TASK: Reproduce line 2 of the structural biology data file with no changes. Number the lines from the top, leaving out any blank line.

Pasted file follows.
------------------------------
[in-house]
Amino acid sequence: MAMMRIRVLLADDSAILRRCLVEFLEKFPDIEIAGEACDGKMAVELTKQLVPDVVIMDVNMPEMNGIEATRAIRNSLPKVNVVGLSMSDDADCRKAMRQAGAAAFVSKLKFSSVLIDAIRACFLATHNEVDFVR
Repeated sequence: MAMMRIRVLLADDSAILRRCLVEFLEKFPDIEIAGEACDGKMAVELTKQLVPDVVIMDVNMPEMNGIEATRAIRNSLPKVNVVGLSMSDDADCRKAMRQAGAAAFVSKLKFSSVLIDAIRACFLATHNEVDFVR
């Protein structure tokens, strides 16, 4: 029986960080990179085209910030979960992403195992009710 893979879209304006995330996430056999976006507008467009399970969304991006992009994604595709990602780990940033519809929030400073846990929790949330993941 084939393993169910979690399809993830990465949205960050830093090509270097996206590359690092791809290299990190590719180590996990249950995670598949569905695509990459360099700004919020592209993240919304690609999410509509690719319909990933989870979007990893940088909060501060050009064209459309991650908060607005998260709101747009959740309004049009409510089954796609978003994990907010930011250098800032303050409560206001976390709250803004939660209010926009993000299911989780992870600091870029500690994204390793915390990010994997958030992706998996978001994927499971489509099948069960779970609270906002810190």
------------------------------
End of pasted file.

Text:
Amino acid sequence: MAMMRIRVLLADDSAILRRCLVEFLEKFPDIEIAGEACDGKMAVELTKQLVPDVVIMDVNMPEMNGIEATRAIRNSLPKVNVVGLSMSDDADCRKAMRQAGAAAFVSKLKFSSVLIDAIRACFLATHNEVDFVR